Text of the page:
October 25, 2015
MAYA CHIVES -- CEBOLLÍN
Among the traditional Maya crops grown at Hacienda Chichen for use in the kitchen is what the Maya gardeners call Cebollín, which I've always thought of as a kind of chives. In Mexico, several different onion-type plants are called Cebollín. Our local Cebollín is much more robust than the North's chives, and I've often wanted to see some flowers so I could identify the plant's species. However, among the thousands of Cebollines in our garden, normally there's not a single flower. You can see what Maya Cebollín looks like in a traditional Maya, stone-framed "era" at http://www.backyardnature.net/n/15/151025ch.jpg.
If you separate out an individual stem you see that the leaves are narrowly cylindrical, as they should be as chives. However, the leaves are flattish, while leaves of Northern chives are roundish/cylindrical, and hollow inside. You can see a Maya Chives leaf cross section at http://www.backyardnature.net/n/15/151025ci.jpg.
This week one plant among several thousand turned up flowering, so this was my big chance to get an ID. You can see the pretty umbel of white blossoms, typical of onions, or the genus Allium, arising atop a stem and subtended by a semitransparent, onion-skin spathe at http://www.backyardnature.net/n/15/151025cj.jpg.
The flowers are pretty enough for a close look, provided at http://www.backyardnature.net/n/15/151025cl.jpg.
As is perfectly right for the onion genus Allium, there are six stamens arising from the bases of six white, petal-like "tepals," and the spherical ovary is topped with a slender style.
This week not only was a plant flowering, but also another one bore several capsule-type fruits, shown at http://www.backyardnature.net/n/15/151025ck.jpg.
Most of the flowers in this cluster appear to have withered without producing fruits, and the fruits themselves look curiously empty, almost bladder-like. Three of them, however, seemed to contain seeds in at least one of their three chambers, which turned out to be the case when I pinched off a couple of fruit tops, shown at http://www.backyardnature.net/n/15/151025cm.jpg.
In that picture the center fruit shows a white, aborted ovary at the bottom, left. That flower's seed is broken open revealing white endosperm inside the black seed coat.
So, with all these details surely a good ID should be forthcoming. But, still I've had problems pegging it. Reader Mark in England who knows his garden plants suggested Allium tuberosum, often known in the North as Garlic or Chinese Chives. Our Maya plants are certainly close to that species. A distinguishing feature of Allium tuberosum is that its bulbs arise from underground horizontal rhizomes, and that's the case with our plant. On one of our Maya plants you can see a short section of rhizome exiting the base of a bulb's roots, looking like a brown worm, at http://www.backyardnature.net/n/15/151025co.jpg.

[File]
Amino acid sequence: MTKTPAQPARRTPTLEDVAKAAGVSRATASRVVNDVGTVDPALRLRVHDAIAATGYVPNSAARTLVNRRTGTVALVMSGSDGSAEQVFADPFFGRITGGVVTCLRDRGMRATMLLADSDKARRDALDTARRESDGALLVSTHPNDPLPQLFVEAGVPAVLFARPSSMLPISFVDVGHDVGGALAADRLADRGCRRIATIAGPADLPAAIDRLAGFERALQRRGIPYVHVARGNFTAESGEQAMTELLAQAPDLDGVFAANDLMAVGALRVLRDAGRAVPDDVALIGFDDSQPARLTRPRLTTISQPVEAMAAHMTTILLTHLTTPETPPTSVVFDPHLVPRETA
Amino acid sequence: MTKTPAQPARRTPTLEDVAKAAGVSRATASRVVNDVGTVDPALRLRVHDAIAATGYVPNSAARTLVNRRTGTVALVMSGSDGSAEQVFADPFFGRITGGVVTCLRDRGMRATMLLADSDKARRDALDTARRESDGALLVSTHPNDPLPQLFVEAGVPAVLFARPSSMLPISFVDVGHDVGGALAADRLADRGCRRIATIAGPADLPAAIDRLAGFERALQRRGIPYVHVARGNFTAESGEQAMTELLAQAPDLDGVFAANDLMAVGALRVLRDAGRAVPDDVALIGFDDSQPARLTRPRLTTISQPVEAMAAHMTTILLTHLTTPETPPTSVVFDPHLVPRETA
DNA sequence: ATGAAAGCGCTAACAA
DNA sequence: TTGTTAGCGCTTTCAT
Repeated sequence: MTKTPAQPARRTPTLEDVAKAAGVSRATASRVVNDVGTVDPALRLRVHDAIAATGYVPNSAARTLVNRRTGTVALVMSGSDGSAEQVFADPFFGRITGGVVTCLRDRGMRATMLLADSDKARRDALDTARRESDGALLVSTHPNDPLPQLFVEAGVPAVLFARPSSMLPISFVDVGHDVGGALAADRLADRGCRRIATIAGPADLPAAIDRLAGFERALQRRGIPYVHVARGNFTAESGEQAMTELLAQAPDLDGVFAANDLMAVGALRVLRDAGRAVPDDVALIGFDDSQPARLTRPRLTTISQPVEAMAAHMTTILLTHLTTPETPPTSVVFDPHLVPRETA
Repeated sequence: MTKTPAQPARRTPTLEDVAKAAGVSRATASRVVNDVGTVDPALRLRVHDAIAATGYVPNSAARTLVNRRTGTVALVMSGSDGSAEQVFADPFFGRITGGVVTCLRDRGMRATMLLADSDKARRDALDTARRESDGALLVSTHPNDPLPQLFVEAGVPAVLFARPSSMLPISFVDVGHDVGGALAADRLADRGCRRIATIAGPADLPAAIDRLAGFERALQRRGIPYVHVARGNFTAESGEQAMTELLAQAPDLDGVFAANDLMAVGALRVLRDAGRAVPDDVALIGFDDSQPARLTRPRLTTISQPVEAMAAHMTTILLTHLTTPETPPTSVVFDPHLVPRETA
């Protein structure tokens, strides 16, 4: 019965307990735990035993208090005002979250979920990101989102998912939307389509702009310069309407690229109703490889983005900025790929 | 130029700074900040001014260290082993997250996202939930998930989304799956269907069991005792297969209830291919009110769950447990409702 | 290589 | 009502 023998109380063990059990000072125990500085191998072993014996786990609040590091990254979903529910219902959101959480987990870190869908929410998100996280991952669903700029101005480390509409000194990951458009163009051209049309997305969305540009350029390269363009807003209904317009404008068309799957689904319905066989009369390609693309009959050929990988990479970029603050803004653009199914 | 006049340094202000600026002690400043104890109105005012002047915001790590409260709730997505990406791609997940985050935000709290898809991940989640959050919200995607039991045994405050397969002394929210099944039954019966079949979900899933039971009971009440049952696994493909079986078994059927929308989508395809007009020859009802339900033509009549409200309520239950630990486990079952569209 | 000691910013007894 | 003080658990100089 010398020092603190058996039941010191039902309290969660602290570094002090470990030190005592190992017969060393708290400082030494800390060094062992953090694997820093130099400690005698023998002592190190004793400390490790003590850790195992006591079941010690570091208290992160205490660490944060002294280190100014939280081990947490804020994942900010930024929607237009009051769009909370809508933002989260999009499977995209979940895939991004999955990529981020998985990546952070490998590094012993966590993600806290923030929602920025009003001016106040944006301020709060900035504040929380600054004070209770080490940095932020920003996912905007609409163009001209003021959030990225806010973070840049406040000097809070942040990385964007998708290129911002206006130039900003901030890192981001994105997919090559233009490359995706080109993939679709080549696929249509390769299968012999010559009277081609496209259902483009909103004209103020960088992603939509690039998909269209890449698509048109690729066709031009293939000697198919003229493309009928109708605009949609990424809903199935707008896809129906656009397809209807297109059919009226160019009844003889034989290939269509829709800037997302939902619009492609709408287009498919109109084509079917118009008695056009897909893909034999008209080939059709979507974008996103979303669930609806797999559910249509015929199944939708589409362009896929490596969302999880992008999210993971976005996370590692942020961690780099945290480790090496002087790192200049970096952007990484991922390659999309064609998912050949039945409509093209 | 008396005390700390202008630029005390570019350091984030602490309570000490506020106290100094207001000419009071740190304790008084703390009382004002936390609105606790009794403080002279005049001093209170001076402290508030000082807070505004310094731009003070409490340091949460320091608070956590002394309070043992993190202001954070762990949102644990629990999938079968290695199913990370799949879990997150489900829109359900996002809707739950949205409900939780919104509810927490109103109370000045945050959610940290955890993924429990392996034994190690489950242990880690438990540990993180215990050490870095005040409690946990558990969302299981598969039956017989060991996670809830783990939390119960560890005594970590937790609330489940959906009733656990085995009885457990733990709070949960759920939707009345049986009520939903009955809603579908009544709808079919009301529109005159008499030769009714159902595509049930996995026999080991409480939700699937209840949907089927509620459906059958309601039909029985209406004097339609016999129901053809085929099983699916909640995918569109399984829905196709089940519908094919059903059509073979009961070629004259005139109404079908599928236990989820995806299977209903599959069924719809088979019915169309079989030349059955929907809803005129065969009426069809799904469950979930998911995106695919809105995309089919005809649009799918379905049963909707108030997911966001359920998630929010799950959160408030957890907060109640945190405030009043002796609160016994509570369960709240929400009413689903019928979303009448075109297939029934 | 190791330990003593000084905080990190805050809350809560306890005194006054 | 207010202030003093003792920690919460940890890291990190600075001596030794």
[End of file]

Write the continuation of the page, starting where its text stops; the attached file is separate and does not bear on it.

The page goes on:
However, we've seen Allium tuberosum in Texas, and those plants were a little different from these Maya ones, especially with the Texas plants having broader, less stiff leaves and not being as densely bushy as the Maya ones. Also, the Texas ones flowered and produced seeds very readily. It seems to me that our present Maya plants are almost Allium tuberosum but not quite. You can compare them with the Texas plants at http://www.backyardnature.net/n/h/garlchiv.htm.
A webpage in Spanish produced by UADY, the Autonomous University of Yucatán, describing plants found in Maya milpas, or cornfields, mentions Cebollina, which may be the same as our Cebollín, and of all the plants listed on that page, that's the only one identified only to genus level -- as Allium sp.
Since the vast majority of Cebollín plants never produce flowers, and most flowers in an umbel never set fruit, and in those few fruits examined, all contained only one seed instead of the expected three, it may be that Cebollín is a kind of hybrid or mutation with its genes so scrambled by human selective breeding that at this point in its evolutionary history most plants can't reproduce sexually, instead depending on humans to spread around their vegetative clumps, which the Maya clearly have been doing for a long time.
That's not to say that Cebollín is definitely a Maya creation, for we've found crops here introduced from other parts of the world perhaps as early as 500 years ago. During five centuries the Maya have had time to produce their own special crop races and varieties adapted to the Yucatan. That seems to have been the case with the Maya Cucumber we examined at http://www.backyardnature.net/yucatan/pepino.htm.